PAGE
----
Comparison of Binary Predictive Scoring Systems of Posthepatectomy Liver Failure
Although external validation of predictive clinical scoring systems is essential, it is infrequently performed. Skrzypczyk and colleagues1 should be congratulated for undertaking a comparison of posthepatectomy liver failure (PHLF) definitions and their utility in predicting clinical outcomes. The authors conclude that the International Study Group of Liver Surgery (ISGLS) PHLF definition was “less discriminatory than the ‘50–50’ and ‘PeakBili >7’ criteria in identifying patients at risk of posthepatectomy major complications or death,” but this does not appear to be supported by the data presented.
The predictive accuracy of binary diagnostic tests can be compared in a number of ways. The Cochrane Collaboration are currently producing guidelines for comparison and meta-analysis of studies of diagnostic accuracy.2 A common initial strategy is to compare the discordance in sensitivity and specificity (using McNemar's test), though concerns have been raised about this approach and modifications suggested.3 Skrzypczyk et al show that the ISGLS definition is significantly more sensitive than the 50–50 and PeakBili >7 criteria, but less specific for predicting major morbidity.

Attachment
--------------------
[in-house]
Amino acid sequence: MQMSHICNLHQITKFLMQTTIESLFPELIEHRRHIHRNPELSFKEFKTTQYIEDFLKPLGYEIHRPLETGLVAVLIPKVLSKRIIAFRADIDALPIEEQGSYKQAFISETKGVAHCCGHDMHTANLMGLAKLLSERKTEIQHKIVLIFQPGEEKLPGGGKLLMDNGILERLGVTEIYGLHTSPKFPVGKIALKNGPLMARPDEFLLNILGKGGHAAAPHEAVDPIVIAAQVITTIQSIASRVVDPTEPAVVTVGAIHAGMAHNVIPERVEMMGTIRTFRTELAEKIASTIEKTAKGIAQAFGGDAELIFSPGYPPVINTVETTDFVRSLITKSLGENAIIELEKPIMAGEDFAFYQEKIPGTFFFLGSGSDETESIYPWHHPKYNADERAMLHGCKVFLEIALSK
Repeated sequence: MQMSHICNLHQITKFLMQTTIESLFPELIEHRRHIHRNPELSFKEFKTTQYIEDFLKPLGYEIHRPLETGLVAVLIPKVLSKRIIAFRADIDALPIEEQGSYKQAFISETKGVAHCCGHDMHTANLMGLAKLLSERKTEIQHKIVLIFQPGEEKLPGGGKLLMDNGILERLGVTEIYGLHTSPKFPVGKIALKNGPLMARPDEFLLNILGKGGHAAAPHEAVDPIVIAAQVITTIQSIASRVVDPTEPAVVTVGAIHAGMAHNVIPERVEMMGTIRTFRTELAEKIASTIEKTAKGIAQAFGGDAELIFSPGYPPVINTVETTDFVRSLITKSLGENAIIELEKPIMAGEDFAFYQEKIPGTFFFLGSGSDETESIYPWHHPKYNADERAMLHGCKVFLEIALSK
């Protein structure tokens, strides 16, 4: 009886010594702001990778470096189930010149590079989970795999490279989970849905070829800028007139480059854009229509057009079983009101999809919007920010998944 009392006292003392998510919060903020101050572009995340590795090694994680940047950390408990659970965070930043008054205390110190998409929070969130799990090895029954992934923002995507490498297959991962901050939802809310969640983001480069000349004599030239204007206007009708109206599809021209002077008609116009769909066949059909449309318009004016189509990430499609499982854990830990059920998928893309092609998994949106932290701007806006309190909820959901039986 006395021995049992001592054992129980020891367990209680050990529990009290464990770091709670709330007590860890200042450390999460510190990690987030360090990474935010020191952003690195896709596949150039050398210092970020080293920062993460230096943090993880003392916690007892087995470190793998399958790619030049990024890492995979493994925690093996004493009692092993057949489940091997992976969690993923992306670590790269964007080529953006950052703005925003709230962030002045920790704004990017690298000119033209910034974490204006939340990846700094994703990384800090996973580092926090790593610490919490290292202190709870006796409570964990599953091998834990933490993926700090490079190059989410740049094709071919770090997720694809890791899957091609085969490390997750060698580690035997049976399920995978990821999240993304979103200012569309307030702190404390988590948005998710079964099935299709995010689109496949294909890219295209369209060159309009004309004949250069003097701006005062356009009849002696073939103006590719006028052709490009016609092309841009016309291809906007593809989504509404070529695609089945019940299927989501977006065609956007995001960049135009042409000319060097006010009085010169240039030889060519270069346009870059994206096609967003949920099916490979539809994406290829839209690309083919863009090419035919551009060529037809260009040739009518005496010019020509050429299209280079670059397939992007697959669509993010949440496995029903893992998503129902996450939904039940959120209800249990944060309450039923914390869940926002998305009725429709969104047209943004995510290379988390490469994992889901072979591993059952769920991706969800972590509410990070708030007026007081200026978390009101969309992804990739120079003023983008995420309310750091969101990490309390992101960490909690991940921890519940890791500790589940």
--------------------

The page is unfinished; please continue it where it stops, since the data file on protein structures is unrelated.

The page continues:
An alternative approach is to determine overall predictive performance, for instance, by comparing diagnostic odds ratios or likelihood ratios.4 The authors take a similar approach but do not report a statistical comparison of results. We have compared the reported odds ratios and confidence intervals between the 3 scoring systems for predicting morbidity or mortality. Although a numerical difference between scores exists, this fails to achieve traditional measures of statistical significance (Fig. 1).
Maximizing sensitivity and specificity improves overall predictive performance but is not always desirable. In PHLF, it may be useful to increase the true detection rate (sensitivity) at the expense of more false positives (specificity). This is not a population-screening tool, where the minimization of false positives is important to avoid unnecessary anxiety, diagnostic tests, and invasive procedures. We argue that a patient termed as having PHLF who does not go on to have a complication or die has few negative consequences of having been labeled such. Yet, there may be much to be gained by increasing the “pick-up rate” of patients at risk of poor outcomes.
We agree with the authors’ assertion that in this cohort all 3 definitions were poor at identifying patients who go on to have a complication or die: the association between these blood markers and outcome was not strong. We were less clear, however, as to why the 3-point grading system associated with the ISGLS score had not been used in the assessment of test performance?5
Determining the accuracy and utility of predictive scores is important and studies should be described using standardized reporting methods.6 An alternative conclusion to this study is that there is weak evidence for any difference in test performance, but that weighting true detection rate over the avoidance of false positives may be more appropriate for this condition.